The third movement starts with a "silent meditation." The orchestra alone is heard, allowing the audience a moment to formulate their own thoughts, perhaps as a substitute for the liturgical silent Tefillah. Then the choir, a cappella, quietly intones Yihyu Lerotson, the prayer for acceptance that follows the Tefillah. The composer called this section "a silent meditation which comes in before you take your soul out and look at what it contains."
A transition leads to the most majestic section of the liturgy—the service in which the Torah is taken from the ark and paraded through the congregation. Bloch's description is worth quoting in full.
When I read “Lift up your heads, O ye gates and be ye lifted up ye everlasting doors and the King of Glory shall come in,” I could not understand what this was about. It mystified, puzzled and worried me. I was in the Swiss mountains at the time; the day was foggy, the fir trees drooped, the landscape was covered with sadness, I could not see the light. Suddenly a wind came up, the clouds in the sky parted and the sun was over everything. I understood. I felt God was within me at that time in lifting up the clouds. We were in a fog, we could not see the Truth, nor understand God and life. But when the clouds lift from out of our mind and life, and our hearts become as a little child, then the Truth will come in as a King of Glory.
The fourth movement was inspired by the ceremony of returning the Torah to the ark. It ends with Ets Chayim Hi, which Bloch called a “peace song.” Indeed, Bloch ends the movement with ten repetitions of the word “sholom.”
The fifth and final movement is the most daring of the Service, and took Bloch the longest to compose. It begins with a recapitulation of the pastoral mood of the opening, after which the cantor and choir sing the Reform “Adoration,” based on the traditional Oleynu prayer. Now for the first time Bloch introduces the English text of the Union Prayer Book, to be recited by the “minister” over the orchestral interlude. Yet this “spoken voice” part is notated with specified pitches and rhythms. The chorus returns (in Hebrew) with the explosive conclusion to the Oleynu prayer. “Then there is a terrible crash, as if suddenly poor, fleshy man thinks of himself, his fears—death.” The minister returns to recite, in English, a prologue to the Mourners’ Kaddish. But in place of the expected Kaddish, the chorus recapitulates the Tsur Yisroel from the end of the first movement. Bloch called this “the supplication of mankind, its cry towards God for help, for an explanation of this sad world—the reason for our suffering.”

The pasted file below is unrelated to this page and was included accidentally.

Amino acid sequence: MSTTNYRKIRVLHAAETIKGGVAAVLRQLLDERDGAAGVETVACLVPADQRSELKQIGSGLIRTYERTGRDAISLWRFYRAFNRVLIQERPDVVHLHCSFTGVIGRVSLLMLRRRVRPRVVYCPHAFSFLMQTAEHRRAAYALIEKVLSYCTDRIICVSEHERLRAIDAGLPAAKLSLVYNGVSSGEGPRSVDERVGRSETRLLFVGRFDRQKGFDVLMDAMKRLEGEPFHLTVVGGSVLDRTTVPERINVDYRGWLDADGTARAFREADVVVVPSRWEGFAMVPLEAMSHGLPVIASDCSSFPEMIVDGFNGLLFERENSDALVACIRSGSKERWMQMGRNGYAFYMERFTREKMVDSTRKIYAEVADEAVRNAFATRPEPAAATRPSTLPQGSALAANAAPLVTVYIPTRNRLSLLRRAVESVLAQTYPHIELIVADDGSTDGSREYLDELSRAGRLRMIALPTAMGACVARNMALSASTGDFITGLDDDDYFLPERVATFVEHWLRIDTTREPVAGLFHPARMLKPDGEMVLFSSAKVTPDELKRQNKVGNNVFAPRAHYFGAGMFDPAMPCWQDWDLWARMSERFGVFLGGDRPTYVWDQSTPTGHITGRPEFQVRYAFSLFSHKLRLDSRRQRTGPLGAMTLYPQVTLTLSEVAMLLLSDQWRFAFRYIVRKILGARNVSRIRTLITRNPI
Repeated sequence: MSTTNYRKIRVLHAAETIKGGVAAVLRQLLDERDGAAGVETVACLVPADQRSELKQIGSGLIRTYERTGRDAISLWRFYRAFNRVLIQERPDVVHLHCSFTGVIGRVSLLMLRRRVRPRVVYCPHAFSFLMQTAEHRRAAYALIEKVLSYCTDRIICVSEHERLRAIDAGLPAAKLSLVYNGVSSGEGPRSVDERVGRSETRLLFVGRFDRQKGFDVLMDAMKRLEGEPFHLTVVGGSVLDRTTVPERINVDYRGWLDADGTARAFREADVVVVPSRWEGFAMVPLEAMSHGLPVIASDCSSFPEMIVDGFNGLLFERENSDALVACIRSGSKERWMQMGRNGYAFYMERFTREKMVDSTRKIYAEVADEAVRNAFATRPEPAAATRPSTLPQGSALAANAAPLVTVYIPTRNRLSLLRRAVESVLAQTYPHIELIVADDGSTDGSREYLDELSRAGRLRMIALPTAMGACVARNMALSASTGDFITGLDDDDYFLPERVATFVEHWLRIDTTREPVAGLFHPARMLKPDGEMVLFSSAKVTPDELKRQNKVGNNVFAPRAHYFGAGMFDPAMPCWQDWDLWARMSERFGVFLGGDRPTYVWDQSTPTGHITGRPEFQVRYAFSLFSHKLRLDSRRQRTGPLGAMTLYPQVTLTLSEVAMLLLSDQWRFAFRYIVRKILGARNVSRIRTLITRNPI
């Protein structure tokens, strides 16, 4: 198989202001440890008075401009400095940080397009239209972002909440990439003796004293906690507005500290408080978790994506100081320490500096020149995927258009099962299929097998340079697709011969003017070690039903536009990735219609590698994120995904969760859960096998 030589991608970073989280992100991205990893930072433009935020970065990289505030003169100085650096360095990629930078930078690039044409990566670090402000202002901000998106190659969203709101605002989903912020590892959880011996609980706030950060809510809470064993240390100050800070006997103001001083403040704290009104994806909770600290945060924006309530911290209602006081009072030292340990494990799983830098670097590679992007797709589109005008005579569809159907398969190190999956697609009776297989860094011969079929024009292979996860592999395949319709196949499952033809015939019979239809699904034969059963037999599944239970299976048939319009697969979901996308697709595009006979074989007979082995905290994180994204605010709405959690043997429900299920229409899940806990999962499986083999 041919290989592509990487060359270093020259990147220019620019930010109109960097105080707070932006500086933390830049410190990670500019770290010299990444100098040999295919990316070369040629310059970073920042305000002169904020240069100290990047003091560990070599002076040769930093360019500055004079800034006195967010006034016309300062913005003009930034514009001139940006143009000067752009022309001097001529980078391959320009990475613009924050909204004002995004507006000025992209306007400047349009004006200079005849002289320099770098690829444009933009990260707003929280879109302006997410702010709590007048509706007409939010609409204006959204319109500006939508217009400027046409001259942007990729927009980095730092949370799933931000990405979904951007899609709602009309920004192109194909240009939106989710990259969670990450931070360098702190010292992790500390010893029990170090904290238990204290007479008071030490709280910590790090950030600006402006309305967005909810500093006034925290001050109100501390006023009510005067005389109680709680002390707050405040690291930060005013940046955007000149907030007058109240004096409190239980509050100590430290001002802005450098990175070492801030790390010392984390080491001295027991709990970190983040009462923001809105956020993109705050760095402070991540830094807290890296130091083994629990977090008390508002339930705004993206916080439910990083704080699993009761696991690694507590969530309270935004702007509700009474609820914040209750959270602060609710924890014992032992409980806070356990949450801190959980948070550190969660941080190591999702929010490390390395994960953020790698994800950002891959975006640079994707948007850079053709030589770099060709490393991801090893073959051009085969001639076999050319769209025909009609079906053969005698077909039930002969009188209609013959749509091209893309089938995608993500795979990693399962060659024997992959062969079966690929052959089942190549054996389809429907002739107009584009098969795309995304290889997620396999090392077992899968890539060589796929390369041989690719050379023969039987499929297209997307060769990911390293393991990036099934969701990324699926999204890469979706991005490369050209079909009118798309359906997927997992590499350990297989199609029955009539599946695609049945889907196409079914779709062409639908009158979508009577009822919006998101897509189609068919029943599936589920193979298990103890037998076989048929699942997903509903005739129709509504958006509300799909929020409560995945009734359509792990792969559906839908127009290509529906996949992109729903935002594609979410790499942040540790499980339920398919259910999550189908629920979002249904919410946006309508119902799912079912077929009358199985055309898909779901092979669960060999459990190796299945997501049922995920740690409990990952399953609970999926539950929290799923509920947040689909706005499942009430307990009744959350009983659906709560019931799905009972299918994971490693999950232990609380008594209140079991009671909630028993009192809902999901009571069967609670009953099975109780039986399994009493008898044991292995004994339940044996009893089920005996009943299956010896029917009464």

After an ominous silence—from very far away—out of time—out of Space—above Time and Space, a kind of collective voice rises, mysteriously—Is it the key—the answer—the explanation? This is the beautiful poem, Adon Olom—a philosophy or metaphysics, which outgrows all creeds, all religions, all Science…
Bloch found himself at an impasse here. How was he to end this great work of his?
When I saw the last small violet in the field, dead, after giving everything it could, I too thought I was never going to finish [my] work. The last twenty-five measures took me two years to write. I wanted something lyrical, a joy for the people. Two years of groping in the darkness it took to deliver the message to the people: the conquering of death, life, suffering with the highest sense and in the highest proportion.
The concluding hymn of the Union Prayer Book (Eyn Keloheynu)did not provide Bloch with the answer he was seeking. In its place, he substituted the hymn that appears in the Reform liturgy as the conclusion for the Sabbath evening service. Adon Olom was his answer. But this was not to be the typical setting of Adon Olom, sung rather mindlessly by the congregation as a strophic hymn. Bloch is probably the only composer who has dared attempt a literal setting of this cosmic poem. This is not functional liturgical music. With dramatic gestures Bloch paints an eerie picture of a world “before any living being was created,” and then a world “after all things shall cease to exist.” He then applies a more comforting brush to “He is my God, my living Redeemer, my comfort in time of sorrow…the LORD is with me, I shall have no fear.”
Then after the orchestra and chorus give this message of faith, hope and courage, we must send people back to their routine of living, cooking, laundry and so on. Thus, the priest gives a benediction, the chorus answers, “Amen,” and they leave.
It is a whole drama in itself. … For fifty minutes I hope it will bring to the souls, minds and hearts of the people, a little more confidence, make them a little more kind and indulgent than they were and bring them peace.
Last year an informal search yielded a startling discovery: Bloch's Sacred Service had not been performed in concert in Boston since Zamir's last presentation of the work in 1994. Why isn't the Sacred Service performed more often? Perhaps its blood is too rich for most synagogues. Perhaps it appears too exotic for most symphonies and choral societies. As we were making plans for our anniversary concert, I knew that the Sacred Service had to be on the program.
For further reading:
Bloch, Suzanne and Irene Heskes. Ernest Bloch, Creative Spirit: A Program Source Book. New York: Jewish Music Council of the National Jewish Welfare Board, 1976.
Fromm, Herbert. On Jewish Music. Bloch Publishing Co., 1978.
Knapp, Alexander. "The Jewishness of Bloch: Subconscious or Conscious?", Proceedings of the Royal Musical Association, 97 (1970-71), 99-112.
Móricz, Klára. “Jewish Nationalism in Twentieth-Century Art Music.” Ph.D. dissertation, The University of California, Berkeley, 1999.
Schiller, David Michael. Bloch, Schoenberg, Bernstein: Assimilating Jewish Music. New York: Oxford University Press, 2003.
Strassburg, Robert. Ernest Bloch. Los Angeles: California State University, 1977.
Ward, Seth. "The Liturgy of Bloch's Avodath Ha-Kodesh." Modern Judaism 23:3 (October 2003), 243-263